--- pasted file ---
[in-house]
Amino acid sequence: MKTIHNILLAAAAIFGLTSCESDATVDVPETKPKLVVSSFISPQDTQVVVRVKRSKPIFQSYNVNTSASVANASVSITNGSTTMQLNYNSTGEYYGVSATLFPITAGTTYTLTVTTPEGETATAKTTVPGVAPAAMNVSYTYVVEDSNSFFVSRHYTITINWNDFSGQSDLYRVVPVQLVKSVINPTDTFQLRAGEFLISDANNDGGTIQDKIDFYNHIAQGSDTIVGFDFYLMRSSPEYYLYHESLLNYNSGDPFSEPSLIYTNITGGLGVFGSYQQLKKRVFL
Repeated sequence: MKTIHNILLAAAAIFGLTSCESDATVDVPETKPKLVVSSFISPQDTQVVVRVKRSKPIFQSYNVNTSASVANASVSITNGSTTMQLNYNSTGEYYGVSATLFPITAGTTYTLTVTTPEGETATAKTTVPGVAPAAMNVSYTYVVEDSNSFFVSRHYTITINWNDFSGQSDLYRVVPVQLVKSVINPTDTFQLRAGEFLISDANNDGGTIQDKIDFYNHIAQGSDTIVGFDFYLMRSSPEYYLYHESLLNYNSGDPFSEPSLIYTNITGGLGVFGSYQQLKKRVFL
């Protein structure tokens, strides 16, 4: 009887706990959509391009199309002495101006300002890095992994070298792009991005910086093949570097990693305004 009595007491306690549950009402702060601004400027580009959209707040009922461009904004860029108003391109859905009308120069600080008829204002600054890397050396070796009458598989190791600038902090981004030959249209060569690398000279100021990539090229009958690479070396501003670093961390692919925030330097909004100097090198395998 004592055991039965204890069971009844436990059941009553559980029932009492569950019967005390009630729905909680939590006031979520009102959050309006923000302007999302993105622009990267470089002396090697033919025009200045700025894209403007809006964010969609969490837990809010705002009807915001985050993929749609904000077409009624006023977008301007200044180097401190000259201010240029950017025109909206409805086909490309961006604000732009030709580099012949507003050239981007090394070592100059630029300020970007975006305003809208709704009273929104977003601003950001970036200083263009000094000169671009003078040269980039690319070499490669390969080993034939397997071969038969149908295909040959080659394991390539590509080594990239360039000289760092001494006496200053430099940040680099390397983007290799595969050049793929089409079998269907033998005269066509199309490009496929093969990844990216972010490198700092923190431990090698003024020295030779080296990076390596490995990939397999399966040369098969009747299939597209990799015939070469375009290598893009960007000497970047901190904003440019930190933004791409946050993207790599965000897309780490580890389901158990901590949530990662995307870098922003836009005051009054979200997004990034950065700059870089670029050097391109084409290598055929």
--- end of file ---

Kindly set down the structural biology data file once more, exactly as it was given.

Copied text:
[in-house]
Amino acid sequence: MKTIHNILLAAAAIFGLTSCESDATVDVPETKPKLVVSSFISPQDTQVVVRVKRSKPIFQSYNVNTSASVANASVSITNGSTTMQLNYNSTGEYYGVSATLFPITAGTTYTLTVTTPEGETATAKTTVPGVAPAAMNVSYTYVVEDSNSFFVSRHYTITINWNDFSGQSDLYRVVPVQLVKSVINPTDTFQLRAGEFLISDANNDGGTIQDKIDFYNHIAQGSDTIVGFDFYLMRSSPEYYLYHESLLNYNSGDPFSEPSLIYTNITGGLGVFGSYQQLKKRVFL
Repeated sequence: MKTIHNILLAAAAIFGLTSCESDATVDVPETKPKLVVSSFISPQDTQVVVRVKRSKPIFQSYNVNTSASVANASVSITNGSTTMQLNYNSTGEYYGVSATLFPITAGTTYTLTVTTPEGETATAKTTVPGVAPAAMNVSYTYVVEDSNSFFVSRHYTITINWNDFSGQSDLYRVVPVQLVKSVINPTDTFQLRAGEFLISDANNDGGTIQDKIDFYNHIAQGSDTIVGFDFYLMRSSPEYYLYHESLLNYNSGDPFSEPSLIYTNITGGLGVFGSYQQLKKRVFL
């Protein structure tokens, strides 16, 4: 009887706990959509391009199309002495101006300002890095992994070298792009991005910086093949570097990693305004 009595007491306690549950009402702060601004400027580009959209707040009922461009904004860029108003391109859905009308120069600080008829204002600054890397050396070796009458598989190791600038902090981004030959249209060569690398000279100021990539090229009958690479070396501003670093961390692919925030330097909004100097090198395998 004592055991039965204890069971009844436990059941009553559980029932009492569950019967005390009630729905909680939590006031979520009102959050309006923000302007999302993105622009990267470089002396090697033919025009200045700025894209403007809006964010969609969490837990809010705002009807915001985050993929749609904000077409009624006023977008301007200044180097401190000259201010240029950017025109909206409805086909490309961006604000732009030709580099012949507003050239981007090394070592100059630029300020970007975006305003809208709704009273929104977003601003950001970036200083263009000094000169671009003078040269980039690319070499490669390969080993034939397997071969038969149908295909040959080659394991390539590509080594990239360039000289760092001494006496200053430099940040680099390397983007290799595969050049793929089409079998269907033998005269066509199309490009496929093969990844990216972010490198700092923190431990090698003024020295030779080296990076390596490995990939397999399966040369098969009747299939597209990799015939070469375009290598893009960007000497970047901190904003440019930190933004791409946050993207790599965000897309780490580890389901158990901590949530990662995307870098922003836009005051009054979200997004990034950065700059870089670029050097391109084409290598055929």